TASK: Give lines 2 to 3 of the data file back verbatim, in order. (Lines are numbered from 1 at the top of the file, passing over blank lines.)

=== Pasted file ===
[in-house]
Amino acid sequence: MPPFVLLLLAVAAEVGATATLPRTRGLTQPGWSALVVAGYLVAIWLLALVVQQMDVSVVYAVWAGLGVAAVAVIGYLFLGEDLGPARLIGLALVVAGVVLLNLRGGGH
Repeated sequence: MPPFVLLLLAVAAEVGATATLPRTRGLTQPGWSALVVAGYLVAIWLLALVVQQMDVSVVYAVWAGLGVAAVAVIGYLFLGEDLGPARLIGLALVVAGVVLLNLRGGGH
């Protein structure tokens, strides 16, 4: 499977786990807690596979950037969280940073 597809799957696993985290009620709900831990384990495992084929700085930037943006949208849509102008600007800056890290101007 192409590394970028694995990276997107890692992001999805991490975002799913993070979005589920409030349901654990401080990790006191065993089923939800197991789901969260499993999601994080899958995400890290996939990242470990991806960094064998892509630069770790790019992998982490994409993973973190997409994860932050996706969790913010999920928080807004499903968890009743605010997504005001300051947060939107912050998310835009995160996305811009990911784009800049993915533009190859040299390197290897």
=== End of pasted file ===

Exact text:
Amino acid sequence: MPPFVLLLLAVAAEVGATATLPRTRGLTQPGWSALVVAGYLVAIWLLALVVQQMDVSVVYAVWAGLGVAAVAVIGYLFLGEDLGPARLIGLALVVAGVVLLNLRGGGH
Repeated sequence: MPPFVLLLLAVAAEVGATATLPRTRGLTQPGWSALVVAGYLVAIWLLALVVQQMDVSVVYAVWAGLGVAAVAVIGYLFLGEDLGPARLIGLALVVAGVVLLNLRGGGH